response = self.fetcher(url, payload, method, headers,
                                    allow_truncated, False, deadline)
            new_url = response.headers.get('location')
            if new_url:
                # Join the URLs in case the new location is relative
                url = urlparse.urljoin(url, new_url)

                # Next request should be a get, payload needed
                method = 'GET'
                payload = None
            else:
                break

        return response

After that, the cookie-handling code was easy to put in its own class:

class CookieHandler():
    def __init__(self, fetcher):
        self.fetcher = fetcher
        self.cookie_jar = Cookie.SimpleCookie()

    def __call__(self, url, payload=None, method='GET', headers={},
                 allow_truncated=False, follow_redirects=True, deadline=None):
            headers['Cookie'] = self._make_cookie_header()
            response = self.fetcher(url, payload, method, headers,
                                    allow_truncated, follow_redirects, deadline)
            self.cookie_jar.load(response.headers.get('set-cookie', ''))
            return response

    def _make_cookie_header(self):
        cookieHeader = ""
        for value in self.cookie_jar.values():
            cookieHeader += "%s=%s; " % (value.key, value.value)
        return cookieHeader

Now I had the URLOpener functionality back, just by creating an object like so:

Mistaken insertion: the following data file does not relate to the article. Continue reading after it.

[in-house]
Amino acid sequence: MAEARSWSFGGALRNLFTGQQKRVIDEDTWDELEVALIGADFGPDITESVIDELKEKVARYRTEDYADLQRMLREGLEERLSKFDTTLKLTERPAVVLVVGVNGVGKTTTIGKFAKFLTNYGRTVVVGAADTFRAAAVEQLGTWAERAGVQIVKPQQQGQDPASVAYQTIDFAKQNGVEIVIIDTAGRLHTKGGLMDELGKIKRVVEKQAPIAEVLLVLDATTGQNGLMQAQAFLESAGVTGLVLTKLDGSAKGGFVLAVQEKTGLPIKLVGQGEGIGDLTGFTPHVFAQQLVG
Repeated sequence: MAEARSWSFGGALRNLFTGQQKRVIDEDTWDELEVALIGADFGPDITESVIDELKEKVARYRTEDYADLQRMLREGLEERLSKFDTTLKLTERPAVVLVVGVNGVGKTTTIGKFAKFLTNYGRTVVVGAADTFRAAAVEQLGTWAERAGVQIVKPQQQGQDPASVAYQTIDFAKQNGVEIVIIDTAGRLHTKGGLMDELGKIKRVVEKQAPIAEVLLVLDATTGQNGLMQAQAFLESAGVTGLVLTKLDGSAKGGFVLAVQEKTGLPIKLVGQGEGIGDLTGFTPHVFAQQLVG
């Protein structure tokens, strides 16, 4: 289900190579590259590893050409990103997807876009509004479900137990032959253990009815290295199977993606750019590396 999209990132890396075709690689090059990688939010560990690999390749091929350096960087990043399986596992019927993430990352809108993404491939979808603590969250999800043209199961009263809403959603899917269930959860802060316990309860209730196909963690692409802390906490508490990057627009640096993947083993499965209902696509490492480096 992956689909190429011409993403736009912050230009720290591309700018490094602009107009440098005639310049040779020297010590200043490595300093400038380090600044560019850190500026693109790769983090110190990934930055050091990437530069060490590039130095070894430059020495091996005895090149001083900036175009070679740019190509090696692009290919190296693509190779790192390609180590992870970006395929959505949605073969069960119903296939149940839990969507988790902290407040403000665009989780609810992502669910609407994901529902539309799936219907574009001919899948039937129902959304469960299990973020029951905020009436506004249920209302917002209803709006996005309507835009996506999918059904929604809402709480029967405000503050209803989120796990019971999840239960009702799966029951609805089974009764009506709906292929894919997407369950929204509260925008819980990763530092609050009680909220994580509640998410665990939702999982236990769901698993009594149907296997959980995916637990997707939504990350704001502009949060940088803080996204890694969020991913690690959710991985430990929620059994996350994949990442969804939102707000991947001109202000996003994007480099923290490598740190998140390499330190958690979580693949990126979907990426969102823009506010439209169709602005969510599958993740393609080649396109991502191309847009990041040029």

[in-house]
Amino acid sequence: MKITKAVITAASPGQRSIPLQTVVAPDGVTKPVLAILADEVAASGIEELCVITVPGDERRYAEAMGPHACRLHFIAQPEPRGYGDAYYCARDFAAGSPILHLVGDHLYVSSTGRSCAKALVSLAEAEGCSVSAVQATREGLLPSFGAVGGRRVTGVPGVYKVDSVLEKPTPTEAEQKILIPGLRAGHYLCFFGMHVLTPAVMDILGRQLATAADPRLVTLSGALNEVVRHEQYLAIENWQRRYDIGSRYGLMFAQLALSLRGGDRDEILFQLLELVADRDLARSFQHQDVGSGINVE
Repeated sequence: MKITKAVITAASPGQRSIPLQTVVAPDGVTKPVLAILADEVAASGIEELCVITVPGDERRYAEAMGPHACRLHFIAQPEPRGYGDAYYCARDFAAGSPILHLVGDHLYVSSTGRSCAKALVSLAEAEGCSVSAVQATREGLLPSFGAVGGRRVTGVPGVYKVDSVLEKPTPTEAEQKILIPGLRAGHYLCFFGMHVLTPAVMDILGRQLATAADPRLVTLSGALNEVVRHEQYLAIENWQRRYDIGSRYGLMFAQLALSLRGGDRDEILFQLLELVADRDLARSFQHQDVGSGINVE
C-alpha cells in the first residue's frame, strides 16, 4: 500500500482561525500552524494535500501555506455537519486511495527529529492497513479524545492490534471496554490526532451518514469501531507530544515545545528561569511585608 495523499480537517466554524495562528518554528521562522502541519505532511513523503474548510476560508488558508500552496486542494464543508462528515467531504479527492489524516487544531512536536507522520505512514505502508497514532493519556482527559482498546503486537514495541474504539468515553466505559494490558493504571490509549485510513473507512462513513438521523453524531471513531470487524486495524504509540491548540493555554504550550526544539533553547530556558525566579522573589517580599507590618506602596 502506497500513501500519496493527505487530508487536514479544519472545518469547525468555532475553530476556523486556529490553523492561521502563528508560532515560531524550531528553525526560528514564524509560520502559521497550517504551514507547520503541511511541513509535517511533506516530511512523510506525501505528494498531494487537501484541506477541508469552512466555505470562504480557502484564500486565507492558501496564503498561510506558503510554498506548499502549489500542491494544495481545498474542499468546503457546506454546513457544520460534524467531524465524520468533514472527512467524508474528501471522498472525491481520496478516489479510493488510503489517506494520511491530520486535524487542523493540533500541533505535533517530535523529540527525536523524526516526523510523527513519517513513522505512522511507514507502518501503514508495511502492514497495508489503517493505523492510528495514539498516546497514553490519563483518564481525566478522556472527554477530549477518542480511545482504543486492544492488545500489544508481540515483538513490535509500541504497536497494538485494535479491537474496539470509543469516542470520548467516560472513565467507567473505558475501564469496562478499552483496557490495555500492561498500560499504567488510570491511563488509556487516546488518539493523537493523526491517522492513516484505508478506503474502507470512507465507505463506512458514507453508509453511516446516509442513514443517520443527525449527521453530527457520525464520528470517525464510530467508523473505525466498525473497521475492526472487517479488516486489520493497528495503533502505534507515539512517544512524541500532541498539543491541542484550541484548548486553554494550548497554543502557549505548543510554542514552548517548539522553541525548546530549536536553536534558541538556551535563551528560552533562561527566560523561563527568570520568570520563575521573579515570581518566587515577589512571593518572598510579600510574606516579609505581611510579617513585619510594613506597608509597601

fetch = RedirectFollower(CookieHandler(urlfetch.fetch))

Implementing transcripts

I still needed one more decorator - the transcriber.

class Transcriber():
    def __init__(self, fetcher):
        self.fetcher = fetcher
        self. transactions = []

    def __call__(self, url, payload=None, method='GET', headers={},
                 allow_truncated=False, follow_redirects=True, deadline=None):
        self.transactions.append(Transcriber._Request(vars()))
        response = self.fetcher(url, payload, method, headers,
                                    allow_truncated, follow_redirects, deadline)
        self.transactions.append(Transcriber._Response(response))
        return response

    class _Request:
        def __init__(self, values):
            self.values = dict((key, values[key])
                               for key in ('url', 'method', 'payload', 'headers'))
            self.values['time'] = datetime.datetime.now()

        def __str__(self):
            return '''Request at %(time)s:
  url = %(url)s